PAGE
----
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*To*: [email protected]*Subject*: New block mode of operation*From*: [email protected]*Date*: Thu, 17 Mar 1994 21:42:18 -0500 (EST)*Cc*: [email protected]*Sender*: [email protected]

Fellow cryptorians: The following is a draft of a paper that describes a mode of operation that I personally feel is useful for bulk data encryption for PEM, RIPEM, EDI, PGP and any other secure email application. In particular, submode CC1 is proposed for these applications. I would welcome any suggestions that would help in evaluating this method in those venues. peace at acm.org - - - - - - - - - - - - - - - - - - - - - - Cipher-Chain-Cipher Mode of Operation for Improving the Security of Block Ciphers by Thomas C. Jones 1 ABSTRACT As a way to extend the usefulness of encryption with the DES and prevent several of the more common attacks on the DES, a new mode of operation is defined that can be used with any block cipher, including DES. This mode of operation performs a cipher operation both before and after a chaining operation and so could be called cipher-chain-cipher (CCC) mode of operation. It is characterized by never performing any operation with the plaintext data except immediately after one cipher operation and immediately prior to another, so that cipher operations separate the plaintext and ciphertext in both directions. Thus the common known-text attack and chosen-text attack are avoided and, for some implementations, only two DES operations are required per plaintext block. 2 BACKGROUND Existing block encryption algorithms, such as the Data Encryption Standard (FIPS 46) have reached the end of their useful life. It was expected when the DES was first issued in 1976 that it would be used for 5 to 10 years. It is a tribute the care with which this algorithm was constructed, that it is only now yielding to practical cryptanalysis. In particular, the 56 bit key used with the DES can be determined by brute force attack using specially designed hardware operating in parallel. In practical applications of the DES, there are a wide range of ways to combine the input plaintext with the DES algorithm to produce an output ciphertext. In order to promote interoperability and good cryptographic practice the NIST issued "Modes of Operation of the DES" as FIPS 81. The most popular of the modes of operation for bulk plaintext data to be encrypted is Cipher Block Chaining (CBC). Several candidate algorithms have been offered as a replacement for the DES, but the large installed base of DES hardware and industry expertise in applying the DES have worked against the adoption of any of these candidates. Experience has shown that untested cryptographic algorithms are likely to have unanticipated security weaknesses. This also works against the adoption of new algorithms. When the bankers were looking for a stronger algorithm than the DES for protection of cryptographic keying material, they chose to leave the underlying DES algorithm in place, but apply the algorithm three separate times to the input plaintext to yield a "super-encrypted" output ciphertext. This has been considered to be a special mode of operation known as EDE (for encrypt-decrypt- encrypt) with 2 independent 56 bit keys. The reason that three were chosen, rather than two, relates to a particular cryptanalytic attack called "meet in the middle" where the cryptanalyst starts exhaustive first stage encryption of plaintext simultaneously with exhaustive second stage decryption of ciphertext and comparing the resulting values. While the computer storage required for this attack is impractical today, the theoretical existence of the attack discourages double DES modes of operation. It is well known that the redundancy of common data streams, such as the English language, results in ciphertext that can be decrypted to only one plaintext that is realistically English. The amount of ciphertext that is needed to have some assurance that only a single plaintext interpretation is known as the "unicity distance". For DES and English the unicity distance is slightly longer that one 8 byte block. This means that if the language was known to be English, only two blocks of ciphertext would be required to have a high degree of confidence that any decryption that yielded English text would be the only decryption that would do so. Even more to the point, if a computer could quickly assess the likelihood that a decryption of a single ciphertext block looked like English, only a single additional decryption would be required to verify that. This would make an attack, that tested every one of the possible keys, likely to succeed. The only thing that has prevented such a "brute force" attack has been the time and effort to perform such an attack. That sort of brute force attack is now within the grasp of well- financed commercial enterprises, not to mention secret governmental agencies. Several cryptanalytic attacks have been mounted on the DES to find some simpler way than brute force to recover the key given the output ciphertext and some other information. Most of these attacks rely on access to a large amount of plaintext and the corresponding ciphertext, this is called a "known plaintext attack". Existing modes of operation do not significantly reduce the threat of a known plaintext attack. Several methods are already known to reduce the threat of this attack, principle among them is restricting the use of each DES key to a single document or interchange. That is the method recommended here. If the cryptanalyst has access to the cryptographic engine with the key loaded, then two other attacks are possible. The "chosen plaintext attack" relies on the analysis of the underlying structure of the block algorithm by feeding it special combinations of bits that test particular functional characteristics of that structure. "Differential cryptanalysis" is an attack that relies on changing single bits in the plaintext and checking the effect on the ciphertext. While it seems unlikely that a user would allow any active DES key to be used in this way, resistance to these attacks is considered appropriate in academic circles. More traditional cryptanalysis relied strictly on redundancy that could be exploited with access to only the ciphertext itself. So far no method of attack on ciphertext has proven to be quicker than the brute force method mentioned above. It is up to the user to employ proven good algorithms in a cryptographically sound way with secure physical protection of the keying material. It is claimed that the cipher-chain-cipher modes of operation offer a sound way to extend the life of DES for encrypting bulk data such as that found in electronic mail systems. 3 SUMMARY The CCC mode of operation provides a way for input plaintext to be combined with DES block encryption and chaining from one stage to another to add an apparently random input component to each stage. The essentials of the method is its separation of the input and the output data at each stage by interposing a cipher operation between them. This requires a cipher operation on the output ciphertext before it is combined with the input plaintext, as well as a cipher operation on the result of the combining operation. Thus the cryptanalyst is not aware of either data stream that is to be combined with the input plaintext, nor of the output of the combining of the plaintext with the apparently random data that is combined with the plaintext. One reason for combining some apparently random value with the input plaintext is to provide a means for whitening the input data; that is, for masking any repeating pattern in the input plaintext so that the output ciphertext would also fail to contain any repeating pattern. It might be possible for some cryptanalyst to obtain some meaning from the existence of the repeating pattlue to the receiver. One good method is to place all the above values into a single packet that is encrypted with the receiver's public key component. The resulting encrypted packet can then be transmi at least as good a security level as is available from this mode of operation with the cryptographic algorithms used for bulk data encryption. The interchange is thus broken into two parts: the first involving the selection and secure transmittal of the keying material which is then used in the second part to encrypt the bulk data according to the modes of operation described in detail below. Once the keying material has been generated, the bulk data is broken into blocks as required by the block cryptographic algorithm and processed as specified. The first step is to optionally cipher the input plaintext using the first key. The second step is to chain together this result with apparently random data feed from the prior step. The final step is to cipher the result of the chaining operation and then to transmit the cipher block created. The word cipher is used here to mean either encryption or decryption, since the exact mode that the block cryptographic algorithm is used at each stage is not material to the modes of operation described. 4 DESCRIPTION Other modes of operation, which may have been established by the Federal Government for other reasons, have not been able to deter certain types of cryptanalytic attack. The weakness found in these other modes is shown, together with the advantages of this new mode of operation. Plain1 Plain2 | | v v IV ----------->X +----------->X +------> | | | | +----+ | +----+ | Key -------->| En |-+--------->| En |-+------> +----+ | +----+ | |----+ |----+ v v Cipher1 Cipher2 Where: X = bit-by-bit exclusive-or operation En = DES 8 byte block encryption De = DES 8 byte block decryption Op = Selection of an input plus encryption Plainx = One of the 8 byte input blocks of plaintext Cipherx = One of the 8 byte output blocks of ciphertext Key = 56 bit DES single length key IV = 64 bit Initial Value for chaining operation This shows the Cipher Block Chaining mode of operation of the DES. It is very effective at hiding any pattern in the input plaintext, but does little to deter a cryptanalyst, since if the input plaintext, and output ciphertext are known, then the input and output to the cipher operation are known as well. The fxample of CCC will show how to defeat this sort of attack by separating the chaining operation from the feedback of the ciphertext. Plain1 Plain2 | | IV --------+ | +----+ | +----+ v | | v | | v +----+ | | +----+ | | Key2 --->| En |--+----+->| En |--+----+-> +----+ | | +----+ | | | v | | v | +---> X | +---> X | | | | | v | v | +----+ | +----+ | Key3 --------->| De |-+------->| De |-+------> +----+ | +----+ | |----+ |----+ v v Cipher1 Cipher2 The CCC-Encrypt operation consists of DES block encryption of the ciphertext output from the last stage, an exclusive-or (bit by bit addition) with the next plaintext input, and a final DES block decryption to form the next ciphertext output block. The initial value (IV) serves as a apparently random input to the first stage, while the output of each stage serves as a apparently random input to each stage after the first. The above diagram show the first two full stages of encryption. Cipher1 Cipher2 | | +-----+----+ +----+---- v | v +----+ | +----+ Key2 -------->| En |-------+->| En |-------> +----+ | +----+ IV --------+ | | | | | | | v | v | +----+ | +----+ | Key1 --->| En |-+------->| En |-+---------> +----+ | +----+ | | v | v +--> X +--> X | | v v Plain1 Plain2 The CCC-Decrypt operation consists of DES block encryption of the ciphertext output from the last stage, a DES block encryption of the cipher text input to the current stage, and an exclusive-or with the output of both DES block encryptions. One attack on this mode is differential cryptanalysis, since, although the exact value of input to the final cipher stage is not known, a cryptanalyst that had access to the cryptographic engine with the key loaded could process plaintext that differed by only a single bit which would result in only a single bit change in the input to the final cipher stage. The cryptanalysis would then be performed on the ciphertext output. The CCC-encrypt operation can be generalized as shown in the following diagrams. Plain1 Plain2 | | v v +----+ +----+ Key1 ->| En |------->| En |-----> +----+ +----+ | | Key2 ----+------+------+------+---> | v | v v +----+ v +----+ IV ----->X -->| Op |-->X -->| Op |-> | +----+ | +----+ v ^ v ^ +----+ | +----+ | Key3 ->| De |---+--->| De |---+---> +----+ | +----+ | |------+ |------+ v v Cipher1 Cipher2 The generalized CCC-encrypt operation consists of an initial DES encrypt operation on the plain text using the first key, followed by a chaining operation and then a DES decrypt operation on the result of the chaining operation using the third key. Several operations are possible with the chaining operation which uses the second key. In all cases the input to the exclusive-or operation is the result of a variable operation shown above as Op and the output from the first cipher operation. The variable operation in the middle can have one of two sources, and may use the second key shown in the diagram. Cipher1 Cipher2 | | +------+ +-------+ v | v | +----+ | +----+ | Key3 ->| En |---+--->| En |----+----> +----+ | +----+ | |--+ | |--+ | | | v | | v v | +----+ | | +----+ IV ----->X +->| Op |->X +->| Op |-> | +----+ | +----+ | ^ | ^ Key2 ----+-------+-----+-------+-----> v v +----+ +----+ Key1 ->| De |------->| De |---------> +----+ +----+ | | v v Plain1 Plain2 The generalized CCC-decrypt operation just reverses these operations, except for the chaining operation, which stays the same in the encrypt and decrypt operations. Several submodes are available from this generalized mode of operation depending on the nature of the operator used between chaining operations. Below are listed four submodes that may have particular interest. Mode CC0 - This mode does not use Key1, so the first cipher operation is the identity. The chaining operation is defined to be the DES on the feedback from the final cipher operation. This is exactly the first example shown above. Its advantage is that it uses only two keys and two DES operations per input block. The disadvantages are discussed above. Mode CC1 - This modeof the exclusive-or operation. This means that the exclusive-or product is just the accumulation of all the first stage ciphers with the initialization vector. This mode also only uses two independent key values and two DES operation per input block. A further advantage is that the interior chaining operation only uses data that is not available to the cryptanalyst in either the known-text or the chosen-text attack. Mode CC2 - This mode is identical to mode CC1 except that the chaining operation is the DES performed on the result of the prior exclusive-or. This mode requires three DES operation per input block, but gains by confusion of the diffusion entry added in between each data cipher operation. Mode CC3 - This mode is identical to mode CC2 except that the source of the data for the DES operation prior to chaining is not the prior chaining operation, but feedback from the output stage of the final cipher operation. This too requires three DES operations per input block. 5 EXAMPLE It will be assumed that the block ciphers of interest all result in the same amount of output ciphertext as input plaintext with the possible addition of a fixed length initial value and a variable length padding to create some optimal length. In the DES this optimal data length is any stream that is an exact multiple of 8 bytes. Variants of this method could be used with other block lengths or with byte oriented modes of operation. While this new mode of operation is expected to find its greatest use with bulk encryption using data blocks equal in length to the block length inherent in the underlying block encryption algorithm, any length block of data could be utilized with any block length encryption algorithm. This section shows how bulk data can be segmented into 64 byte blocks and encrypted using the 64 byte block DES algorithm. For added security, the secret keying material and the DES operations are shown to be contained inside the security perimeter of a cryptographic module which is mounted inside of a personal computer using a common operating system. It would be equally useful to move some, or all, of the cryptographic operations to code operating under the personal computer's operation system. It is critical to the security of the overall system that the secret keying material, consisting of the two DES keys and the initial value (IV), be known only to the originating and receiving party to the interchange. One way to do this, and to prevent the accumulation of information for a cryptanalytic attack on the secret keying material, is to create a new packet of keying material for each interchange using some suitably random generator within the security perimeter and encrypt the entire packet of keying material using this, or some other encryption method such as the RSA public key encryption method. Using DES as the underlying secret key encryption algorithm may necessitate other measures when generating the keying material, such as weak key elimination and key parity generation. In any case there are two or three DES keys with parity are 64 bits in length. The initial value is the size of the block which is also 64 bits. At least one byte will be used to determine the exact mode of operation. Since the first key is optional, the block of secret data can be constructed as 200 to 264 bits in the following form: +------+----+------+------+----------------+ | mode | IV | Key3 | Key2 | Key1(optional) | +------+----+------+------+----------------+ This data is just a valuable as the plaintext of the message to be protected, since an attacker is assumed to have access to the ciphertext, so this data will recover the plaintext. It should be noted that it is not any more valuable than the plaintext since it will be used only once to protect one message or interchange. Therefore, if the plaintext data is contained on a personal computer, the enciphering operation can also be performed on the same personal computer. On the other hand, the private components of the public key will be used to decode essentially all the secured messages that are received over its life, and so its value is the sum of all such message. Thus the private components must be protected to a commensurate level with this value. Additional means for protection should include a security perimeter containing these components together with the operations that are possible with them. The security perimeter must be able to physically show when an attack on the components was made. Several devices now have such a security perimeter including: NIST 140-1 cryptographic modules, smart cards with cryptographic co- processors and PCMCIA cards. Once suitable keying material is obtained, the originator of the message may take appropriate means to reduce the redundancy of the plaintext by compressing it. Compression, if successful, always makes the task of the cryptanalyst more difficult by reducing the redundancy in the plaintext, and making any trial decryption more likely to yield a possibly good text plaintext example. - - - - - - - - - - - - - - - - - - - - - - This paper represents ideas that may be subject to patent applications by the author or by others. To the author's knowledge, the mode of operation described in this paper was invented by the author. To the extent that any of these ideas do belong to the author, he grants anybody the right to use his ideas in code compiled by the user for personal, non-commercial use. No warrenty of any sort is implied by this grant. This paper is copyright (c) 1994 by Thomas C. Jones and may be reproduced only with this notice intact.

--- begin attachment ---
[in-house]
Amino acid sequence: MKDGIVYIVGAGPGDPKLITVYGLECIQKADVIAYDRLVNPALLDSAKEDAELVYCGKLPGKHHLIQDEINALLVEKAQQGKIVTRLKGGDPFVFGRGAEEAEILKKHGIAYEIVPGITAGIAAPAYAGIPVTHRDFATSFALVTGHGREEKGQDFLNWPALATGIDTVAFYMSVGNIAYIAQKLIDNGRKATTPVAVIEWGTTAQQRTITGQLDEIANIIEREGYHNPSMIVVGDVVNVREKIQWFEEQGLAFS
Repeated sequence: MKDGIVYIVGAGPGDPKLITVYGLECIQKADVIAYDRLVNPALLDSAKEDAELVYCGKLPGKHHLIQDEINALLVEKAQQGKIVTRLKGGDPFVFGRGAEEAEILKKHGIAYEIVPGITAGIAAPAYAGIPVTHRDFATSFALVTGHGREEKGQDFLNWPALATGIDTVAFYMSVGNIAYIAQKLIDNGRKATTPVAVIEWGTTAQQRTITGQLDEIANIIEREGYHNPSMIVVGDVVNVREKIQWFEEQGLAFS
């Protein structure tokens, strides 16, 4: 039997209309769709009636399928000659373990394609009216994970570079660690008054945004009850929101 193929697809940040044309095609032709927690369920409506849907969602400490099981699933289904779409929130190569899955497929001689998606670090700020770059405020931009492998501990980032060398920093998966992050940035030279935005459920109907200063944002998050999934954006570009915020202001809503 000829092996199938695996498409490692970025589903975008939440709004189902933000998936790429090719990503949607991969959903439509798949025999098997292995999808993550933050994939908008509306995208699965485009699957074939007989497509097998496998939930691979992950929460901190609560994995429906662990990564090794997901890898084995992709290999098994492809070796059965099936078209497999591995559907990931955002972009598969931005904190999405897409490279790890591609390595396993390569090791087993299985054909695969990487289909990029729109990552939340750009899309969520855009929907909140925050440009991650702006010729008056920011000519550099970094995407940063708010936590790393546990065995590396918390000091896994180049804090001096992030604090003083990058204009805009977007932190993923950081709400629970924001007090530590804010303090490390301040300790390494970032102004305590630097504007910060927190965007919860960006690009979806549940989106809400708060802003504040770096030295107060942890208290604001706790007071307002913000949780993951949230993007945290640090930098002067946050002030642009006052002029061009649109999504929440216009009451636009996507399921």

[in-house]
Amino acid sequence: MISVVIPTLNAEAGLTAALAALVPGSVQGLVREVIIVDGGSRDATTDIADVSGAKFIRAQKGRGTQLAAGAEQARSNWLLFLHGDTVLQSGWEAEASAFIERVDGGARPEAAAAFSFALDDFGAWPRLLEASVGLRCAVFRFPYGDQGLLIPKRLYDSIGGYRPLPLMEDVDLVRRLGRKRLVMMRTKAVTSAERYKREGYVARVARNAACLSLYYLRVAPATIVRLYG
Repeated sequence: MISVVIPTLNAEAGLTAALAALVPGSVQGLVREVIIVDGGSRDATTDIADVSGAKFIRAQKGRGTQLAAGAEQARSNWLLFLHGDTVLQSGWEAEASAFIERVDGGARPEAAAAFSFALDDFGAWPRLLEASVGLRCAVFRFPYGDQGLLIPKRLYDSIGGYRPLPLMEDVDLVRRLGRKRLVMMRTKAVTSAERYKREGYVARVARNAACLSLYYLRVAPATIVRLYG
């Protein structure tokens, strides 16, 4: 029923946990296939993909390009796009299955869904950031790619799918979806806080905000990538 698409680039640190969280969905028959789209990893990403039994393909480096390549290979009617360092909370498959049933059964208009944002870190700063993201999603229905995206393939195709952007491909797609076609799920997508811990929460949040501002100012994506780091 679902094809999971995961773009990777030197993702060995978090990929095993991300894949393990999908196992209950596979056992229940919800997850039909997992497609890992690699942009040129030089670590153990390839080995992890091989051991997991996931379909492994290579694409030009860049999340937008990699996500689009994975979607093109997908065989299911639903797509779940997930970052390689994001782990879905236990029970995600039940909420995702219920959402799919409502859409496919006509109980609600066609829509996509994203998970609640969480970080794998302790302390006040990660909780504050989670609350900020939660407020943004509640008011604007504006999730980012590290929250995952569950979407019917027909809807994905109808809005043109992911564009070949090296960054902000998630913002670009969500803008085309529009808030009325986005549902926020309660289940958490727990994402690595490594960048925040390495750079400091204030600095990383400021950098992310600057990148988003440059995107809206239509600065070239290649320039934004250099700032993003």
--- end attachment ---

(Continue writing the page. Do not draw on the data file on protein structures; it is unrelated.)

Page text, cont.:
**Follow-Ups**:**Re: New block mode of operation***From:*Ed Switalski <[email protected]>